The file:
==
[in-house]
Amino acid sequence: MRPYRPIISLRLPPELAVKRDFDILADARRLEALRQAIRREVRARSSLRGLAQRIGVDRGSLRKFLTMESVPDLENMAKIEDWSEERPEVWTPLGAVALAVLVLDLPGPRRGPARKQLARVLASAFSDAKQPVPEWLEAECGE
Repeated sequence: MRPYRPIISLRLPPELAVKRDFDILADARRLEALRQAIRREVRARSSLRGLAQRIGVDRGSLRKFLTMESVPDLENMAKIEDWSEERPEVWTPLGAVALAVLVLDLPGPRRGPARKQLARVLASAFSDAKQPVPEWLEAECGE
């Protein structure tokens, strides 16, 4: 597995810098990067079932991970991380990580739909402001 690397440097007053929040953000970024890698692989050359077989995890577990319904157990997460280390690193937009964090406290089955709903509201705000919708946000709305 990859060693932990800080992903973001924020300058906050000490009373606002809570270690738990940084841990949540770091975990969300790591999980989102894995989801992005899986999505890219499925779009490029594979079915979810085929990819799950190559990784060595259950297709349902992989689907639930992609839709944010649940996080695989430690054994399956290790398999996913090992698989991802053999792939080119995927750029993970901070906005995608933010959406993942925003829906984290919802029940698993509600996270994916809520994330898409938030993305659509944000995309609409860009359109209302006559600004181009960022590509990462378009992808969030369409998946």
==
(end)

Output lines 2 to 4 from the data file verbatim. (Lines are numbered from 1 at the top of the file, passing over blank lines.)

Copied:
Amino acid sequence: MRPYRPIISLRLPPELAVKRDFDILADARRLEALRQAIRREVRARSSLRGLAQRIGVDRGSLRKFLTMESVPDLENMAKIEDWSEERPEVWTPLGAVALAVLVLDLPGPRRGPARKQLARVLASAFSDAKQPVPEWLEAECGE
Repeated sequence: MRPYRPIISLRLPPELAVKRDFDILADARRLEALRQAIRREVRARSSLRGLAQRIGVDRGSLRKFLTMESVPDLENMAKIEDWSEERPEVWTPLGAVALAVLVLDLPGPRRGPARKQLARVLASAFSDAKQPVPEWLEAECGE
């Protein structure tokens, strides 16, 4: 597995810098990067079932991970991380990580739909402001 690397440097007053929040953000970024890698692989050359077989995890577990319904157990997460280390690193937009964090406290089955709903509201705000919708946000709305 990859060693932990800080992903973001924020300058906050000490009373606002809570270690738990940084841990949540770091975990969300790591999980989102894995989801992005899986999505890219499925779009490029594979079915979810085929990819799950190559990784060595259950297709349902992989689907639930992609839709944010649940996080695989430690054994399956290790398999996913090992698989991802053999792939080119995927750029993970901070906005995608933010959406993942925003829906984290919802029940698993509600996270994916809520994330898409938030993305659509944000995309609409860009359109209302006559600004181009960022590509990462378009992808969030369409998946």